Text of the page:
SpectraLink Wi-Fi phones expand to a, b, g

New Wi-Fi phones from SpectraLink support the IEEE 802.11a, b, and g standards

SpectraLink is giving enterprises more flexibility with its Wi-Fi phones, introducing handsets that can work on all the major standard wireless LAN systems.

The NetLink 8000 Series phones, announced Wednesday and shipping in the first quarter, support the IEEE 802.11a, b, and g standards. Its previous phones supported only 802.11b.

SpectraLink's phones use VOIP (voice over Internet Protocol) for communication inside enterprises over Wi-Fi. They let employees talk everywhere a company's wireless LAN reaches, avoiding cellular bills and using traditional phone-system features such as extension dialing. Starting in 1999, the company got an early start on this technology, which has been embraced by certain industries such as health care but could gain wider acceptance as more mainstream organizations deploy wireless LANs.

Although the low-speed 802.11b works well for voice, which doesn't require much bandwidth, SpectraLink is adding the other standards in order to keep up with what enterprises are installing, said Ben Guderian, SpectraLink's vice president of marketing. With higher speeds, they may provide more capacity, and some companies use 802.11a because it bypasses the crowded 2.4GHz radio band. The upcoming 802.11n standard could improve coverage in tough areas such as elevator shafts, but enterprises aren't asking for 11n support yet, Guderian said.

In addition to communication on the run, SpectraLink's phones offer special features, including the ability to work with enterprise applications such as database access and customer relationship management via two-way text messaging. The NetLink 8020 includes those basic capabilities, and the NetLink 8030 has push-to-talk capability with 24 channels plus a special priority channel for emergency broadcasts.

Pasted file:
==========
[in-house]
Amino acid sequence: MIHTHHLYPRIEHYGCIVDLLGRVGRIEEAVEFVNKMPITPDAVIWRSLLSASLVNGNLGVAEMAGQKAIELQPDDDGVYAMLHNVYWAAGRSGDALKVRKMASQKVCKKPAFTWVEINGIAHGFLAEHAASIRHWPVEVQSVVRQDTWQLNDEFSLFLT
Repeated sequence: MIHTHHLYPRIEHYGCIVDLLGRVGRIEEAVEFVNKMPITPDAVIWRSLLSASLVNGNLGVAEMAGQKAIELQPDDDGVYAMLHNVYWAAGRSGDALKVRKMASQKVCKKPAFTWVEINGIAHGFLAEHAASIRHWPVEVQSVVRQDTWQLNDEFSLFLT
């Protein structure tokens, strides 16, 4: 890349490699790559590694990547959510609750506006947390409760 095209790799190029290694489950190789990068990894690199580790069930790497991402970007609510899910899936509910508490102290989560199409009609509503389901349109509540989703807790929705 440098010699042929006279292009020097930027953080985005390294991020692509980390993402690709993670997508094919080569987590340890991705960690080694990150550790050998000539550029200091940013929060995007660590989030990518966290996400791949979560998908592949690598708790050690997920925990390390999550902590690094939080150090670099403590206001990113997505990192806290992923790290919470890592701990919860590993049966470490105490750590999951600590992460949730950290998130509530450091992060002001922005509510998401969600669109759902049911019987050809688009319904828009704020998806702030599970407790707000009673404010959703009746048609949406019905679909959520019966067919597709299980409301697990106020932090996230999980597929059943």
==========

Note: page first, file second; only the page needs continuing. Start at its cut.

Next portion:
SpectraLink's phones work with enterprise-class wireless LANs from all the major vendors, including Cisco Systems, Symbol Technologies, Aruba Wireless Networks and Trapeze Networks, Guderian said. SpectraLink Voice Priority software and the Wi-Fi Multimedia standard provide the power management and quality of service phones require, he said. The phones also can work with major IP PBX (private branch exchange) platforms and even with traditional PBXes through a gateway. The company makes Wi-Fi phones sold by Nortel Networks, Avaya and other big telephony vendors.

The NetLink 8020 will have a list price of US$595 (AUD$749) and the 8030 will cost US$675. Battery packs, sold separately, range from 4 hours to 8 hours of talk time and cost from US$55 to US$95. Standby time ranges from 80 hours to 160 hours.

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